Most New Year resolutions end in failure for a simple reason. The goal was too big and appeared insurmountable.
In the title I apply the word lean in a different sense than most people might do at this time of the year, but we can use the two interpretations to make a point.
In business and technology we use “lean and agile principles” to make change or progress acheiveable.
There are many books on the subject, such as The Phoenix Project or Lean Enterprise; the former being a weird, but good business help text dressed up as a novel. The latter is a more traditional business book, but with good points for scaling with lean. I will however try to give a simple interpretation to get started.
We might want to get a new or improved product to market later in the year using different skills present in a team, but fail because we cannot plan reliably for project dependencies and human impact 6 months in advance. We also don’t know whether we’re going to end up with exactly what our customers need as markets and technology are continuously changing while “fully-planned”, “long-term” projects are “in-flight”.
Those often misplaced phrases in quotation marks are common and usually make peoples’ eyes roll, but this can be fixed.
What we tend to do in business is mix up goals and initiatives with activity and delivery.
Goals are great, they tell us what we’re aiming for, but don’t necessarily tell us how we’re going to achieve them.
The same principles apply to those of us who want to make personal changes; for example, getting fit.
Let’s take a goal of getting fit and being able to run 10k. People fail because they are unfit and try to run a 10k (or even 5k) initially, find out they can’t after a couple of tries, get depressed, then quit. However, if that first run was 1 or 2k and you completed it, think how good that would feel! You could celebrate some success and almost certainly drive yourself to go faster or longer; celebrating lots of successes along the way.
You can apply that same logic to almost any goal-based activity; climbing a mountain, hiking a glacier – ok, I’m taking a lot of inspiration from my recent trip to Iceland….. but, hopefully you get the point.
Imagine a simple 3-layer hierarchy, top-down of Goals, Initiatives and Sprints(Delivery). Goals (get fit) are made up of Initiatives (increase distance by 1k per fortnight until 10k is reached), which are then executed by Sprints (literally in this example). Each level influences each other on the way down, as things become more tangible and impact on the way up, as we start to see the results of our efforts at a macro-level.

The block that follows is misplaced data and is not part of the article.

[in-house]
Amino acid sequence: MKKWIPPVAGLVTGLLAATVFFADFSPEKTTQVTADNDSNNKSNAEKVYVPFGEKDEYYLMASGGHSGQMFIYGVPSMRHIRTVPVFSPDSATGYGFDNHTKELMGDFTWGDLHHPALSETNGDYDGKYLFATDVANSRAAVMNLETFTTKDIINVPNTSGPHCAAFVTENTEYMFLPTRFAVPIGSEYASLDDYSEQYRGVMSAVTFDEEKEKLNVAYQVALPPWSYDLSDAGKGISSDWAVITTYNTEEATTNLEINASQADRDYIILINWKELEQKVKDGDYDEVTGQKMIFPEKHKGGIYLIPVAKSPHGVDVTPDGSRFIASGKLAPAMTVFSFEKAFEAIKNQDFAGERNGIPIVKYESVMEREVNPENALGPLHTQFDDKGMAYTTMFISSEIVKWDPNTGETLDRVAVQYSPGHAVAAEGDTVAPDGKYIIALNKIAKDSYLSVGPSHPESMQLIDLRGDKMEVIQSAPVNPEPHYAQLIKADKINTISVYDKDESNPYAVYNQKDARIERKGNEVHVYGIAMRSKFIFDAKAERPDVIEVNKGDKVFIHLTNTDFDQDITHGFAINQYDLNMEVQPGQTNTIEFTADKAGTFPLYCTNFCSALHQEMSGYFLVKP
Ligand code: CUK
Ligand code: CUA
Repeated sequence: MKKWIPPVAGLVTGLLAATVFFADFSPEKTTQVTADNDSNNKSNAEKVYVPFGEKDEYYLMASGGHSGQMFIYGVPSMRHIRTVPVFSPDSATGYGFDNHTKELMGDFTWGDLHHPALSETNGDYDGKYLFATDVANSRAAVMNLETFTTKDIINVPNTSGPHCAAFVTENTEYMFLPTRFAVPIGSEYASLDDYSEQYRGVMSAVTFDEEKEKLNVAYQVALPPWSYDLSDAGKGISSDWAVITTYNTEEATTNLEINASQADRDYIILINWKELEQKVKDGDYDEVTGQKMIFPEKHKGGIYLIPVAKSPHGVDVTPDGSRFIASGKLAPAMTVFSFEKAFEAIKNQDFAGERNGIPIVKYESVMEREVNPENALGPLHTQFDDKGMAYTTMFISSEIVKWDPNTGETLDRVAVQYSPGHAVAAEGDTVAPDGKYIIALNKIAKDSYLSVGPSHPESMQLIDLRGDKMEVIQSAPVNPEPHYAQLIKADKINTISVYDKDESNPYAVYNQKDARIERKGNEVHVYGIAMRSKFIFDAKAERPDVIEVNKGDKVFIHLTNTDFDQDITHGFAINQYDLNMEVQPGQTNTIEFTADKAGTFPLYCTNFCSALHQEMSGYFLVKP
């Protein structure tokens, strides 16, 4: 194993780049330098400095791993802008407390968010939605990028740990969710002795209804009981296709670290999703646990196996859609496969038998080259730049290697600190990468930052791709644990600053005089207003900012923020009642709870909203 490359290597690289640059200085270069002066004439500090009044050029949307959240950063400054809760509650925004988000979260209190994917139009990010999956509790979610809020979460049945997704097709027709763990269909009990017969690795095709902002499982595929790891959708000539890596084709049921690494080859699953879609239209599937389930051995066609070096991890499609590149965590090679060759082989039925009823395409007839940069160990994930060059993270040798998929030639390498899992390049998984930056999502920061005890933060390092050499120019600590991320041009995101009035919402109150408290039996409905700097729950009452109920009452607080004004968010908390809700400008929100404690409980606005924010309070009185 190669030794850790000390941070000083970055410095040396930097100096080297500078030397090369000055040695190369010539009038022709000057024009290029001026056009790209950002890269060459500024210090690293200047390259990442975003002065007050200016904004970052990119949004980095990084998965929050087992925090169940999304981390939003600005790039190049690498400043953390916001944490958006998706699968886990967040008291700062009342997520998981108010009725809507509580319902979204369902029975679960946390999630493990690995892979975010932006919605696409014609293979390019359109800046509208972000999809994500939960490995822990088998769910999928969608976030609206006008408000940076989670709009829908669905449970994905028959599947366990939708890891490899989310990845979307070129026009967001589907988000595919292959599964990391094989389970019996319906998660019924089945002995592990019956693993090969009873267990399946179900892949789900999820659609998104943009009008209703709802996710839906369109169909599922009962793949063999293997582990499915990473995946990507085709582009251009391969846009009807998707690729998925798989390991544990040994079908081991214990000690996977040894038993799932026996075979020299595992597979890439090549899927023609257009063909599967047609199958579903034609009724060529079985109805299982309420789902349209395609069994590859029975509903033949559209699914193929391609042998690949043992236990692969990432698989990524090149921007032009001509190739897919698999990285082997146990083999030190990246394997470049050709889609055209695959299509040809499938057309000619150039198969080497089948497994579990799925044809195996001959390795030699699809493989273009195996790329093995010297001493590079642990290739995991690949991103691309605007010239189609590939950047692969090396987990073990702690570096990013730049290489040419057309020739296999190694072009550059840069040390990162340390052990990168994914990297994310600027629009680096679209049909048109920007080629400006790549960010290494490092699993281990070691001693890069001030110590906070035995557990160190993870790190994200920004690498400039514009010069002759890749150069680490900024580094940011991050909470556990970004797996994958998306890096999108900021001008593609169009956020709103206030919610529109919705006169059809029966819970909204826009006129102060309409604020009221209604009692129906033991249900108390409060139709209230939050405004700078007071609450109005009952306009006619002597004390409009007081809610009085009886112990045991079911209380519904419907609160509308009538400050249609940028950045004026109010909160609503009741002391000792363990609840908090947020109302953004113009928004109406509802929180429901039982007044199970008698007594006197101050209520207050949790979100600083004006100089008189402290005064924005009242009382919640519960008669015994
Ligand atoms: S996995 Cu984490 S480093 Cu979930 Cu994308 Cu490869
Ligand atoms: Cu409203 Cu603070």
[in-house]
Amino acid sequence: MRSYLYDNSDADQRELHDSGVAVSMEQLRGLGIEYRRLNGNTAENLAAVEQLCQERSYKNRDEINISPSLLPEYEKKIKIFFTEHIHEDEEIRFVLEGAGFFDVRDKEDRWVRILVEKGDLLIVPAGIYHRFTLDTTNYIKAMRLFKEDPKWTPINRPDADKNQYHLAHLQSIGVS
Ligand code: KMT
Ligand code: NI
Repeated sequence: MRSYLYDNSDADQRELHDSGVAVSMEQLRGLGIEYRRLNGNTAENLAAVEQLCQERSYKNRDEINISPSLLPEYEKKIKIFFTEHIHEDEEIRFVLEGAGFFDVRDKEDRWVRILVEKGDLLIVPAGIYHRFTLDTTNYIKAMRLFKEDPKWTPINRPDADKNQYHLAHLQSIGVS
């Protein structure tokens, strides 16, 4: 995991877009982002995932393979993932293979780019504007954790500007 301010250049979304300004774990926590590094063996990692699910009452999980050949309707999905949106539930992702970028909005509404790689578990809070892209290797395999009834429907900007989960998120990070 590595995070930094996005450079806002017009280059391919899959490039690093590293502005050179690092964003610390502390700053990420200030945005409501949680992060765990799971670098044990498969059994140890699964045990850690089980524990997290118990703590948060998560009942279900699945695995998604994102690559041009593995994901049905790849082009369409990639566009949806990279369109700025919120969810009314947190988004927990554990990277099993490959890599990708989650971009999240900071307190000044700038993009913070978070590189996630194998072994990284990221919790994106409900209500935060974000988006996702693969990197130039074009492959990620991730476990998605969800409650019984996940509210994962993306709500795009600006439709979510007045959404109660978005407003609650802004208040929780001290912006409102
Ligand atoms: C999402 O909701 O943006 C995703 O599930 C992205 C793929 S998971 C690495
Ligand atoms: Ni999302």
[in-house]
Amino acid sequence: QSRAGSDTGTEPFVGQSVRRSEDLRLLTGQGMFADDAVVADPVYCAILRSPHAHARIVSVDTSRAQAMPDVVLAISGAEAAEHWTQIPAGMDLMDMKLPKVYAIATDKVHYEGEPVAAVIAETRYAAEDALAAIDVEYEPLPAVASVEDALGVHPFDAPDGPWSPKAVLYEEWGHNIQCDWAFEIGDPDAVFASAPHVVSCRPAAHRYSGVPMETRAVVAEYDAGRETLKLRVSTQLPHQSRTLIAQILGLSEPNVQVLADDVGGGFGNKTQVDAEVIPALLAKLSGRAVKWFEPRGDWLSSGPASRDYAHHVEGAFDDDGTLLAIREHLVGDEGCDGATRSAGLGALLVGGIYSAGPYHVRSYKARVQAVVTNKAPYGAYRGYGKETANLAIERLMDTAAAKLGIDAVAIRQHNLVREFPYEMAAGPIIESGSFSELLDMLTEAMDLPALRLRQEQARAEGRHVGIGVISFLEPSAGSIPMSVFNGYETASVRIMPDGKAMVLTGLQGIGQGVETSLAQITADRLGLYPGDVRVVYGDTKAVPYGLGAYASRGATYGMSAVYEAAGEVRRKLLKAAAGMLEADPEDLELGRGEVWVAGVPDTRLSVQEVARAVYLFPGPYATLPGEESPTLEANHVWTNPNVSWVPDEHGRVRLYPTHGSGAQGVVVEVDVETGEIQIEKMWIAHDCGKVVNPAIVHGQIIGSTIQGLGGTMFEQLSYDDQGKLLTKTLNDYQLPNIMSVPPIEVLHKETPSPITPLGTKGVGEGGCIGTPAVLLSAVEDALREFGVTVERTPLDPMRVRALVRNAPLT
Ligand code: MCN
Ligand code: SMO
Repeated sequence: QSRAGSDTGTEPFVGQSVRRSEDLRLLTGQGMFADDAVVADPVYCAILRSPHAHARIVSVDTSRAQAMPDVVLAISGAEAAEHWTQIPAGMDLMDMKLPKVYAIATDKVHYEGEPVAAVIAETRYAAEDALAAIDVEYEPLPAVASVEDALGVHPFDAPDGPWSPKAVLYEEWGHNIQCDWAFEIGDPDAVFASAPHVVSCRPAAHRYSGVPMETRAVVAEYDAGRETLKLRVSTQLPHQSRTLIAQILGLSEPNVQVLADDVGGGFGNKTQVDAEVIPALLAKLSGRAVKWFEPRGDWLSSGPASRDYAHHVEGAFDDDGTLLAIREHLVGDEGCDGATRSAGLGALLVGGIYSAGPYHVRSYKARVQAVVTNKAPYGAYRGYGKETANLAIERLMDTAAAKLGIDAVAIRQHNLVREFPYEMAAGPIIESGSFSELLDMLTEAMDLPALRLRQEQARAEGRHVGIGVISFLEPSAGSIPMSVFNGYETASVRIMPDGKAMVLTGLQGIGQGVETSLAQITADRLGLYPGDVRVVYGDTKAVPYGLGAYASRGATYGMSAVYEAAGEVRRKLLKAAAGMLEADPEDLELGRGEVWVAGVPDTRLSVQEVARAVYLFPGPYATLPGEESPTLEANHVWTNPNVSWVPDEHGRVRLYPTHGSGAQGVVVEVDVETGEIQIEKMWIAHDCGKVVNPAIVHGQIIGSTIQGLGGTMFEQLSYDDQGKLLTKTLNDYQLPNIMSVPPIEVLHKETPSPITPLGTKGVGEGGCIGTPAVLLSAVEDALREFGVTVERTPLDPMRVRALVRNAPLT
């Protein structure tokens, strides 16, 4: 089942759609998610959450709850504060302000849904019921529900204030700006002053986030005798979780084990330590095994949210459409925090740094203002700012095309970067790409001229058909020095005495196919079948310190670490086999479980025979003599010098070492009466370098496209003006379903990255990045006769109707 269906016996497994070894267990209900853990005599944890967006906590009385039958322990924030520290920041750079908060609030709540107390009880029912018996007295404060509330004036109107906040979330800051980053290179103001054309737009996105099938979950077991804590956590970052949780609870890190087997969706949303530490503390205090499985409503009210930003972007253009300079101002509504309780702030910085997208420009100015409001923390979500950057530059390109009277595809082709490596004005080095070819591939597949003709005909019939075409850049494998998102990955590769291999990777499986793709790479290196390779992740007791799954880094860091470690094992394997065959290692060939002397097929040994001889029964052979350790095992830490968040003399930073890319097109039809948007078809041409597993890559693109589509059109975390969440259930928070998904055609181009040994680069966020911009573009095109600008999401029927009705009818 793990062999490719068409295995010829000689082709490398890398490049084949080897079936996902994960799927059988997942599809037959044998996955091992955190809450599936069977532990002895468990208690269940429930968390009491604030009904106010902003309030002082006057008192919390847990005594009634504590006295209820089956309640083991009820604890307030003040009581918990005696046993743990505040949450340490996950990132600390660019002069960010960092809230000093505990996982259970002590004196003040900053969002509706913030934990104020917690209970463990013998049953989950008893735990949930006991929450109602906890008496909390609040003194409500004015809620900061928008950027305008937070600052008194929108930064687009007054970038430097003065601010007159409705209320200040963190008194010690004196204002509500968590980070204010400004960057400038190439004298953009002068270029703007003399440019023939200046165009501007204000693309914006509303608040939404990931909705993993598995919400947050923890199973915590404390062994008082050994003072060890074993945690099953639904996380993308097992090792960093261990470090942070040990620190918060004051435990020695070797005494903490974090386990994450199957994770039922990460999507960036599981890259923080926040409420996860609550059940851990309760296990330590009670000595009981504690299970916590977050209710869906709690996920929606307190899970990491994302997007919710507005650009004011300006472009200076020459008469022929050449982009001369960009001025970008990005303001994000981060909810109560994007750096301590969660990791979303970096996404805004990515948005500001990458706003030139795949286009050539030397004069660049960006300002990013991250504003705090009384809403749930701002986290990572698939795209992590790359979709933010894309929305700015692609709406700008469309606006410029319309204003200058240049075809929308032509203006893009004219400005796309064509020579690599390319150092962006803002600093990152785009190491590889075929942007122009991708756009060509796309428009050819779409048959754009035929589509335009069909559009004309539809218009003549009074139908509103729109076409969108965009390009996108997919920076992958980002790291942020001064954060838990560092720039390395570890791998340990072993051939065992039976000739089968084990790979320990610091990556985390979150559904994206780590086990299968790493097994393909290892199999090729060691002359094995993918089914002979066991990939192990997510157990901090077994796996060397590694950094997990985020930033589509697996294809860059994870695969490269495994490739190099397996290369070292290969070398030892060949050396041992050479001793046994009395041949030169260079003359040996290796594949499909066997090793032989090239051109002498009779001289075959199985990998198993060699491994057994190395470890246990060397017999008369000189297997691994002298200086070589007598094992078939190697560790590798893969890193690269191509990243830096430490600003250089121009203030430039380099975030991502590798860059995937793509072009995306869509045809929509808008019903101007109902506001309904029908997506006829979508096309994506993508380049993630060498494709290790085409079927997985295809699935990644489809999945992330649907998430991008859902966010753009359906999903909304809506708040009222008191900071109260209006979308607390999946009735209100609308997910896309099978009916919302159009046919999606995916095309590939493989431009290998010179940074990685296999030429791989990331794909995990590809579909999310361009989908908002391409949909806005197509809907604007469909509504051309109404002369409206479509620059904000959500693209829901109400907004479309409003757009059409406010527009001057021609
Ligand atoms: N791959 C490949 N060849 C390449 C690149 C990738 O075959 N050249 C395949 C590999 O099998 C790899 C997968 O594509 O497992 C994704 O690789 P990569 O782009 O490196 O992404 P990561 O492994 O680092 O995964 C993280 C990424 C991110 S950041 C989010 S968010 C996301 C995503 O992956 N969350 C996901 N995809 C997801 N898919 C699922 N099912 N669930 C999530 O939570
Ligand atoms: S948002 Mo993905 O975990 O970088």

A further point to note is that you must have an understanding of your capacity to complete work.
Imagine if you committed to your initiatives (training schedule) and started running, but someone gave you another training plan. Could you do twice the number of runs at the same time? Would this increase your chance of failure? Perhaps you could finish your first training plan and then start the next.
If your business is running multiple roadmaps and sprint delivery plans with the same team, there is a high chance that you will misunderstand capacity to complete work and fail one or even all of your planned initiatives.
This doesn’t mean that businesses cannot complete multiple activities across multiple teams at the same time, but you do need a clear understanding of resource contention or you risk never finishing any projects.
Another common misconception is that lean/agile means doing more work concurrently or at greater speed. In fact, we need to look out for the latest craze of using the word “agile” to punish people who don’t do what the speaker wants. I’m sure many shudder at the thought of those ill-advised words; “that’s not very agile, is it?”.
The point is that lean/agile means you can achieve more by doing fewer things more frequently; removing bottlenecks efficiently and understanding dependencies easily. After all, it is much better to complete 1 or 2 things, than not complete 50.
Have a look around your business and even your personal life and see if you could benefit from making a lean and agile start to the year.